Teacher Appreciation Week Used to Hide Teacher’s Low Pay


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Wawa lunch provided for teacher appreciation week at Cape Coral High School

Teacher Appreciation Week is a global, week-wide event where schools from all over show their gratitude for everything teachers do for both their students and school. 

During this week, school administrators will be putting their heads together, racking their brains for ideas on how to express to teachers how they are valued for everything they do. Much of the ideas are something cheap and simple, such as using food as a reward. For example, one of the ways Cape Coral High School contributed to Teacher Appreciation Week was by ordering Chick-fil-A.

However, some don’t stop to consider: is this just a pretty picture on display? Do many not stop to think outside of Teacher Appreciation Week? Why is this week even a thing in the first place? Teacher Appreciation Week seems to just be a way to neglect the lack of pay for teachers even further.

Instead of answering teacher’s desperate pleas for a raise, school districts instead throw them a week of free food and a pat on the back. This is definitely not enough, and not enough support for those who work so hard to provide us a quality education. The money used to express thanks for those who teach us could be put towards better pay for them.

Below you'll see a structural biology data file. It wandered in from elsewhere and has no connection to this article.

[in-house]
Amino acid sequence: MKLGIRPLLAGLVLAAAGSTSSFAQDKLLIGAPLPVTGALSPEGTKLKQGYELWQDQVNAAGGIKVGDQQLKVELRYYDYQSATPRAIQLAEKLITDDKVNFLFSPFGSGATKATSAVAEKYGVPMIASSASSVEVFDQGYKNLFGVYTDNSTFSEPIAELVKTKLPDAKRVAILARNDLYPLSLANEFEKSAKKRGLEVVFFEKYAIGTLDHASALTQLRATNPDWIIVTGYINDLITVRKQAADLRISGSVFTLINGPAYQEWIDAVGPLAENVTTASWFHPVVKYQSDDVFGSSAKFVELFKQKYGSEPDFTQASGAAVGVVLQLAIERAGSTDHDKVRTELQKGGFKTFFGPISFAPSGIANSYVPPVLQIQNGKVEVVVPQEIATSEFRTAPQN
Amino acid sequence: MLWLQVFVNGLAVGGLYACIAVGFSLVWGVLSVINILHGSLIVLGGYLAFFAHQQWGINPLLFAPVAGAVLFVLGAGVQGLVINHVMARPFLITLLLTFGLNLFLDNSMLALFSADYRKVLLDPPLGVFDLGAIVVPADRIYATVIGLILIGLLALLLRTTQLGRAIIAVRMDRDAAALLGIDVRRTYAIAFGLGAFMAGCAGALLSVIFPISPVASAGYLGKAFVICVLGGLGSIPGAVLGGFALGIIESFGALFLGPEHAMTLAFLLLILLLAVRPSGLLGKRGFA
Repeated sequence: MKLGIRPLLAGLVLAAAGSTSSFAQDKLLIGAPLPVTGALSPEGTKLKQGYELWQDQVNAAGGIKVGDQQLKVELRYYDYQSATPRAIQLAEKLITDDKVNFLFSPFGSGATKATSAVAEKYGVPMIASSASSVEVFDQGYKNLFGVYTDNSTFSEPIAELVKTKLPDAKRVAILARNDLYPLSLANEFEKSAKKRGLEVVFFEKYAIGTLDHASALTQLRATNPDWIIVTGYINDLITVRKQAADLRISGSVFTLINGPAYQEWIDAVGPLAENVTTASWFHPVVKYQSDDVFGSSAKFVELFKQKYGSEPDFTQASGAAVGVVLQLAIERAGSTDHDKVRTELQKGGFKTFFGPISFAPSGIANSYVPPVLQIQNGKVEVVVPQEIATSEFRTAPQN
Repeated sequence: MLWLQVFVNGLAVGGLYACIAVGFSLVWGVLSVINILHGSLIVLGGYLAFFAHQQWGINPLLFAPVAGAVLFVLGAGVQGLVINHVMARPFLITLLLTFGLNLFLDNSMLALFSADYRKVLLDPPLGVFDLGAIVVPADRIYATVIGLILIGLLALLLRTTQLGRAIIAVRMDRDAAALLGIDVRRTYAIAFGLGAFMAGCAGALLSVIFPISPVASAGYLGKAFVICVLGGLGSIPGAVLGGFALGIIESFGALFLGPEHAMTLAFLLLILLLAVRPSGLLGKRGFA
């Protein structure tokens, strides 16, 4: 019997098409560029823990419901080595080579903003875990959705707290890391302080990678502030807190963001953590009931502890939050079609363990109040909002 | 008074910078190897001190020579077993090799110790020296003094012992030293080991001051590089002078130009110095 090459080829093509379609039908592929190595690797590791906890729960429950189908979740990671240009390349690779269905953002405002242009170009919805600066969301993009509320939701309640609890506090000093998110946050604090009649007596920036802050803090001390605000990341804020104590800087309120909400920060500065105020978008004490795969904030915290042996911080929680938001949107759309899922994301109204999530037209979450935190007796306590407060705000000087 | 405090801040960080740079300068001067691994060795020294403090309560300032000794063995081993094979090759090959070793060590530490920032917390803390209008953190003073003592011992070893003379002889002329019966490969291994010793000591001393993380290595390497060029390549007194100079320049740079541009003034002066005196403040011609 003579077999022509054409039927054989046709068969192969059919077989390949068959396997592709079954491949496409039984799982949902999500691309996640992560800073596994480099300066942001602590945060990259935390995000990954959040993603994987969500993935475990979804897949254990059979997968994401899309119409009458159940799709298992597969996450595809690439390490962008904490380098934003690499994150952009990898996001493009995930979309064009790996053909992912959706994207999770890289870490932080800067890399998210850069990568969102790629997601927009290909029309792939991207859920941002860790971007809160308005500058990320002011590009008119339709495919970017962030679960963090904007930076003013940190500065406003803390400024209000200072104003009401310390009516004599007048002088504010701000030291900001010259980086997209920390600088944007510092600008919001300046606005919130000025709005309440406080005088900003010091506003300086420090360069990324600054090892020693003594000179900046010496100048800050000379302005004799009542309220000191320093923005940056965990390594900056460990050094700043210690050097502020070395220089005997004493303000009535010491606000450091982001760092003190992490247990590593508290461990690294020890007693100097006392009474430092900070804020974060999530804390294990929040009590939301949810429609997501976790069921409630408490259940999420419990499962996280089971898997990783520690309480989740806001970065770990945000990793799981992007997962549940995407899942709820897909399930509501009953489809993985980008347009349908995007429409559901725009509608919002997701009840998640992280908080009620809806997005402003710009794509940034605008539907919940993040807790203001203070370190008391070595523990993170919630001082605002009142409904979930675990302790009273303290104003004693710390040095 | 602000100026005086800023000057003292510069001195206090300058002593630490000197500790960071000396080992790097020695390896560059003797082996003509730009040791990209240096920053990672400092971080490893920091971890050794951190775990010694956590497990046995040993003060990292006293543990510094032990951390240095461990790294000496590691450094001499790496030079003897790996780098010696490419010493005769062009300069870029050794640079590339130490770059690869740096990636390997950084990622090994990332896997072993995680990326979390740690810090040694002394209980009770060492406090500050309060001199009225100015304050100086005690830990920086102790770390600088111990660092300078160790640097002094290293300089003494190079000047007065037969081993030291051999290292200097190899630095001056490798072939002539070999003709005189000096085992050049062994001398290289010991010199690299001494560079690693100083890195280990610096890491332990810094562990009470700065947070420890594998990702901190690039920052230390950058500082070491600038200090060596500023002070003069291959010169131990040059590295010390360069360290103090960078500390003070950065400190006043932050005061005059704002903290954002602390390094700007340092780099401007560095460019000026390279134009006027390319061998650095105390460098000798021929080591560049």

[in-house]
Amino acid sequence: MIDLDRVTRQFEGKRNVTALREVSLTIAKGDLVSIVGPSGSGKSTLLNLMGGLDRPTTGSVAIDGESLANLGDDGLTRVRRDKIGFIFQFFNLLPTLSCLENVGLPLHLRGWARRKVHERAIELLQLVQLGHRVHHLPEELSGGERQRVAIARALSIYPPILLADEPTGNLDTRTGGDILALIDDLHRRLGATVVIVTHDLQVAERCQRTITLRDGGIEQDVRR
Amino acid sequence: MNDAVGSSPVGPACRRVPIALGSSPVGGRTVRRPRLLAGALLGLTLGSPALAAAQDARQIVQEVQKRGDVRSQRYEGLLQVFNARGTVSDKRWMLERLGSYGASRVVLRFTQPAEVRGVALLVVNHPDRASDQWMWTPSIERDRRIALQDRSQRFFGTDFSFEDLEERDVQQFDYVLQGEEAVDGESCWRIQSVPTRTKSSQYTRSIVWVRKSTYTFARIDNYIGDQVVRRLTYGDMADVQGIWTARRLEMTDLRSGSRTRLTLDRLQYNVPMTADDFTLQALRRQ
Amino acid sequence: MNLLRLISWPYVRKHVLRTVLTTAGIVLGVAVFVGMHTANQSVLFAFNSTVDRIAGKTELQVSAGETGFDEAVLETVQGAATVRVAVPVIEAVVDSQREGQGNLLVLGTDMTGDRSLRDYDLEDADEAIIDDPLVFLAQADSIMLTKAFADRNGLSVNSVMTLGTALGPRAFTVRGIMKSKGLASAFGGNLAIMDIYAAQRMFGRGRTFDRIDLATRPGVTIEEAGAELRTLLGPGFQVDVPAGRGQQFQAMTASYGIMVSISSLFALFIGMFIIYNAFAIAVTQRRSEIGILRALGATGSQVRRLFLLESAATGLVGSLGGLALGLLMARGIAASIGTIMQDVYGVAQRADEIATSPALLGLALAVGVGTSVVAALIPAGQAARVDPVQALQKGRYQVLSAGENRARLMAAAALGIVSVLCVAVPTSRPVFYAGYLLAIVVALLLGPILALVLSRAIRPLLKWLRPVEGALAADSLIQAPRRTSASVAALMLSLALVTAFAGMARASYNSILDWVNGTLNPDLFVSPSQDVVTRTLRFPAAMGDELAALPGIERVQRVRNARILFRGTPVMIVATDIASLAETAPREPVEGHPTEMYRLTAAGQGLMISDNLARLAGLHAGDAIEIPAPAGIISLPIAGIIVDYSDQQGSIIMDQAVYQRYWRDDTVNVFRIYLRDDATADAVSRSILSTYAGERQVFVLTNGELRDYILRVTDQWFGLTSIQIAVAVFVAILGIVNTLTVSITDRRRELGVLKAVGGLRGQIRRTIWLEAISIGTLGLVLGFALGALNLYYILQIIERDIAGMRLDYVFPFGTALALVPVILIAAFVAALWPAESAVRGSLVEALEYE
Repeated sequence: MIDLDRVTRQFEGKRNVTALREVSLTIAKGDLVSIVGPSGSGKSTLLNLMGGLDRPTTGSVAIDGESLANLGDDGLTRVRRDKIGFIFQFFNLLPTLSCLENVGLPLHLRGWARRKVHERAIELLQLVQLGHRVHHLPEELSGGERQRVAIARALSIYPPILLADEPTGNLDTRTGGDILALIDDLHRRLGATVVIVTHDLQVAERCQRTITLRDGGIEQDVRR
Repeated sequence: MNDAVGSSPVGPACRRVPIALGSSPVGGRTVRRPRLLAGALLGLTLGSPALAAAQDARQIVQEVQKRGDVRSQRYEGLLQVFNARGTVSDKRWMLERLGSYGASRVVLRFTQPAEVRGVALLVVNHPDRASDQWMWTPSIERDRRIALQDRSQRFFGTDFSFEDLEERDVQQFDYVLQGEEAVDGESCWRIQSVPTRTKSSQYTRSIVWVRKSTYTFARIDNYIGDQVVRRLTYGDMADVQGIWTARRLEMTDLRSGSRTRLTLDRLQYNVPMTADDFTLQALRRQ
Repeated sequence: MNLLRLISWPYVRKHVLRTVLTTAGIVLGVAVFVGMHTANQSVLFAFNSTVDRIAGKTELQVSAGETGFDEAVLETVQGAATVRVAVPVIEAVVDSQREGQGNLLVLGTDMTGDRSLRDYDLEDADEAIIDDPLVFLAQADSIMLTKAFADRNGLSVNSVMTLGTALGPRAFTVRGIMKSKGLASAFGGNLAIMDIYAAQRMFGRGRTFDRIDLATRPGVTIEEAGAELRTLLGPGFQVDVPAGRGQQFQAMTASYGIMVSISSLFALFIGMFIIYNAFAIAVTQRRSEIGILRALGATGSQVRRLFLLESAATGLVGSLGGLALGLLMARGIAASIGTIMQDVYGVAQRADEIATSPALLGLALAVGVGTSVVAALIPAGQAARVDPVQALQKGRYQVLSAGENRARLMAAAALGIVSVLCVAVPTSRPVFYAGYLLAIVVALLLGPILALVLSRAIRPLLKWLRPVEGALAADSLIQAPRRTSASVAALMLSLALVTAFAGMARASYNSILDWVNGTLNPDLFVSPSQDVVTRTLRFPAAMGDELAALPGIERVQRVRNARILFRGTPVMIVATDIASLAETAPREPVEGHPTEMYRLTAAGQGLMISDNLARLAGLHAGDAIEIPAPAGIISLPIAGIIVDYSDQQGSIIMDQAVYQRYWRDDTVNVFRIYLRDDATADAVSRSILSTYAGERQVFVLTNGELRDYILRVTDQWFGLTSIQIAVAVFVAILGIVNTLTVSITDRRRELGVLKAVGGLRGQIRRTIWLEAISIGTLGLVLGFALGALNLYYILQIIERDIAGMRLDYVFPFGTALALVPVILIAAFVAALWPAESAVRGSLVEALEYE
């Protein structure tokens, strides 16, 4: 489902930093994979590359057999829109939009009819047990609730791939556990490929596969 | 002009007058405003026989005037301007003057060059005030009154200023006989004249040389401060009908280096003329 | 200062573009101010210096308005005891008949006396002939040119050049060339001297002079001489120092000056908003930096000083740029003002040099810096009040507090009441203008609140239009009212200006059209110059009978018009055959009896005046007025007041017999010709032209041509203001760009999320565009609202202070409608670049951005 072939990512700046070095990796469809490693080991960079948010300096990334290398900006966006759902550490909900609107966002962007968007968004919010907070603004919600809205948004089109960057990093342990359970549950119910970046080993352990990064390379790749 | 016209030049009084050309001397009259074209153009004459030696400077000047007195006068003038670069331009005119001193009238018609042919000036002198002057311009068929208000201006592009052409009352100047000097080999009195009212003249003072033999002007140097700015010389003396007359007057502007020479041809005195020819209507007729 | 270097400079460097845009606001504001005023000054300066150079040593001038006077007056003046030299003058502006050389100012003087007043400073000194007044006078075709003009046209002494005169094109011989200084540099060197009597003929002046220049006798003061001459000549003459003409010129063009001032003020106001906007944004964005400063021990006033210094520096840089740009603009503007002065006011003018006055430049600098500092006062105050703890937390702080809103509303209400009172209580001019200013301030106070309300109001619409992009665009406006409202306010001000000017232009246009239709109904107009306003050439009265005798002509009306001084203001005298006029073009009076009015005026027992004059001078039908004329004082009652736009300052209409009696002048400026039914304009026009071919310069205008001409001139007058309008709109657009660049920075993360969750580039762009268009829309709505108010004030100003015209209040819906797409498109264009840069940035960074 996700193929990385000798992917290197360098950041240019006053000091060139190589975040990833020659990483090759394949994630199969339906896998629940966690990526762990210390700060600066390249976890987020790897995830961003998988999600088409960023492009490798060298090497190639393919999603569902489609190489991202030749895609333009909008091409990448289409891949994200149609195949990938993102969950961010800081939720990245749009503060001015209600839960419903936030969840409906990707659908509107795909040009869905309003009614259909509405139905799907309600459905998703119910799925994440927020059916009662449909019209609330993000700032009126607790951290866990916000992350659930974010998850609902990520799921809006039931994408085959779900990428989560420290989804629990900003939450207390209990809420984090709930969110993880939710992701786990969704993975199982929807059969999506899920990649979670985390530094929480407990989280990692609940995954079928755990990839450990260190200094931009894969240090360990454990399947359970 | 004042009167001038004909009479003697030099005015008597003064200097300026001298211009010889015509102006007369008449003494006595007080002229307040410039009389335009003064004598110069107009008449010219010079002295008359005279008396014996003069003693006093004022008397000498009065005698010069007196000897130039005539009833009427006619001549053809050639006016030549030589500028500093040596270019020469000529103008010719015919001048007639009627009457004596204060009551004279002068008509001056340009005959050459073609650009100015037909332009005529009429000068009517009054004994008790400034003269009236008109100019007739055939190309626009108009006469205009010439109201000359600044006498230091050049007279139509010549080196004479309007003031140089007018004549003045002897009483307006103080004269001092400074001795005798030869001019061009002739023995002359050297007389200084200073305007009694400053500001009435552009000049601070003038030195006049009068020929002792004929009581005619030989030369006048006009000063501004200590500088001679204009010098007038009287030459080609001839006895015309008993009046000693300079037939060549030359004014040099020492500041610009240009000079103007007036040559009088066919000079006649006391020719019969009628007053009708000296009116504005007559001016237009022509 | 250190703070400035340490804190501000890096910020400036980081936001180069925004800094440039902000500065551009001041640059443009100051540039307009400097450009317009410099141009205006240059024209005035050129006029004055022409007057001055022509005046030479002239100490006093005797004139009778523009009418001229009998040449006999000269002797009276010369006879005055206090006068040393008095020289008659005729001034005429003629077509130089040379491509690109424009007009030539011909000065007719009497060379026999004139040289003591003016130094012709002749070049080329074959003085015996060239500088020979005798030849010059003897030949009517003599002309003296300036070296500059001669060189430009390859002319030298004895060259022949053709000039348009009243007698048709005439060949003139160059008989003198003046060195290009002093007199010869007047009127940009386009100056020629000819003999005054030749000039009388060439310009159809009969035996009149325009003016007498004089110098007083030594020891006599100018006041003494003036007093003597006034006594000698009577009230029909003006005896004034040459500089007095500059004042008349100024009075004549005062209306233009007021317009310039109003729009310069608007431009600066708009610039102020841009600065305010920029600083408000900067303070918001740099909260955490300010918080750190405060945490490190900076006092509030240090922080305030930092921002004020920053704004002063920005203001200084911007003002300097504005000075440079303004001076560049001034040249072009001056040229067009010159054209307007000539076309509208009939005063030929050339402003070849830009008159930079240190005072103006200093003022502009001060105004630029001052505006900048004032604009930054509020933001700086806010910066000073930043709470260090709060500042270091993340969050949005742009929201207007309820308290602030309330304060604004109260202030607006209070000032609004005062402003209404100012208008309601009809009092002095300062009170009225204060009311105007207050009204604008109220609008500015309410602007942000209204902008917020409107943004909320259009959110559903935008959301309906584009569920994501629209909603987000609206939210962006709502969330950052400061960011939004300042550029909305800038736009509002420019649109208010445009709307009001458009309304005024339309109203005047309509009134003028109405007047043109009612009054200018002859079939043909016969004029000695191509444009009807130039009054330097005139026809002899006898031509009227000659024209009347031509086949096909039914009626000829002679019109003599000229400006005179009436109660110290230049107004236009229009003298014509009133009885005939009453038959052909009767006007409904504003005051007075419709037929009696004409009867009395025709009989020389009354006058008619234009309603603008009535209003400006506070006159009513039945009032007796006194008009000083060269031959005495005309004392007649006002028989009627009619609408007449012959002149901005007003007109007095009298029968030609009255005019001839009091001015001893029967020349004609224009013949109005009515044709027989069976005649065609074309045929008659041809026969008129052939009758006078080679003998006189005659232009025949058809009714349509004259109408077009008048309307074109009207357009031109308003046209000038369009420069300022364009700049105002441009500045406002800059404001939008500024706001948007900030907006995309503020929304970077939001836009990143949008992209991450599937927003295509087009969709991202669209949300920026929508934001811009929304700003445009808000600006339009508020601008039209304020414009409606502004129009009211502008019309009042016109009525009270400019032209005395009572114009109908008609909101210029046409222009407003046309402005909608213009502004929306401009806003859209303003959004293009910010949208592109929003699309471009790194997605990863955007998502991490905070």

A website called Florida Phoenix states ”A 2020 report by the National Education Association (NEA) shows that Florida’s average public school teacher salary is $48,800, the second lowest salary figure of all 50 states.” This shows just how much extra support teachers need right now, though it’s not like they haven’t always needed it. Hiding behind a facade of smiles and acknowledgement is not acceptable in any way, shape, or form.           

In fact, some find this time of appreciation quite idiotic. A quote from the website Washington Post tells us “What they want, they say, is for their profession to be respected in a way that accepts educators as experts in their field. They want adequate funding for schools, decent pay, valid assessment, job protections and a true voice in policy making.” This can express what teachers really want.

There are also not only these factors, but also the pandemic, which additionally plays a key role in this. Educators who have stuck with us for this whole year have also had to deal with a variety of challenges, such as sanitizing desks, juggling both an in-person class and a Zoom all at once, responding to student’s emails, and providing additional support for those who are falling behind. Don’t teachers deserve more than just a minor expression of recognition?

The people who teach students so much, deserve just as much back. Teacher Appreciation Week is nothing but a cover up, an excuse to not give educators the pay they deserve. Teachers are using their voices to fight back, so why can’t the schools answer their calls?